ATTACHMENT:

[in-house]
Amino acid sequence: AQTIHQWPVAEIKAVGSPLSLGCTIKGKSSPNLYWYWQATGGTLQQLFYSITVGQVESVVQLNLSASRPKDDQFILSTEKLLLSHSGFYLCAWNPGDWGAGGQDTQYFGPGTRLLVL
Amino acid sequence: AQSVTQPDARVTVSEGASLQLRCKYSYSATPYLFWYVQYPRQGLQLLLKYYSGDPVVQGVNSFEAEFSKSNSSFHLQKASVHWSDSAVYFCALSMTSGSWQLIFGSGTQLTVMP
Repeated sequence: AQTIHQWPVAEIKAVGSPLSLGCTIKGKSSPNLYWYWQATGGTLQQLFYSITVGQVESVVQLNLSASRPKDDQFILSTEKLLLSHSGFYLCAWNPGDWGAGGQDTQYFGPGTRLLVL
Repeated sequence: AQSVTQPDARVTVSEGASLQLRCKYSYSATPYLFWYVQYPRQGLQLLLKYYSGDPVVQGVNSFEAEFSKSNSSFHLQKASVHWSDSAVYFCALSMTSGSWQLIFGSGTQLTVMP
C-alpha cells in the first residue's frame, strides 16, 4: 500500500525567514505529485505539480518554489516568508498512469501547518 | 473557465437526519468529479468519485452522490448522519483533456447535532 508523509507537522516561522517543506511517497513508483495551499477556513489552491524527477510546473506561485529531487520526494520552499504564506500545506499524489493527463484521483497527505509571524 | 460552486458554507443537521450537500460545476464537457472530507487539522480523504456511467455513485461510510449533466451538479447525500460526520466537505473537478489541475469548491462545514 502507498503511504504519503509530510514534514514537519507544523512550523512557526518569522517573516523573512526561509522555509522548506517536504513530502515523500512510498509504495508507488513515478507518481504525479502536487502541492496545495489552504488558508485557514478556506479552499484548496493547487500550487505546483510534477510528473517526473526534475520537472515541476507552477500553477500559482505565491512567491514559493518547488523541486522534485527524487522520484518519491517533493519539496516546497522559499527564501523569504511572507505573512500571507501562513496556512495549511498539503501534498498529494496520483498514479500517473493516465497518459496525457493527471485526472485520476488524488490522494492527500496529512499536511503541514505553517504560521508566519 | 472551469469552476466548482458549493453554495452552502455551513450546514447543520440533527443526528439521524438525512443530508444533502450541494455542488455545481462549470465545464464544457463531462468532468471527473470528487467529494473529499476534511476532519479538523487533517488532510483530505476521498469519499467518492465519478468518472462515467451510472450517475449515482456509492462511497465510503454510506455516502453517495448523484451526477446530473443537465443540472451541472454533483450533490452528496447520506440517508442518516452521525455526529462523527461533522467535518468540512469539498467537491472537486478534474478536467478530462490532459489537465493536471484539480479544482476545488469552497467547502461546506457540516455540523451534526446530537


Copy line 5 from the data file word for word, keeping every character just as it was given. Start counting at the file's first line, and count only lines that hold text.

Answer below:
Repeated sequence: AQSVTQPDARVTVSEGASLQLRCKYSYSATPYLFWYVQYPRQGLQLLLKYYSGDPVVQGVNSFEAEFSKSNSSFHLQKASVHWSDSAVYFCALSMTSGSWQLIFGSGTQLTVMP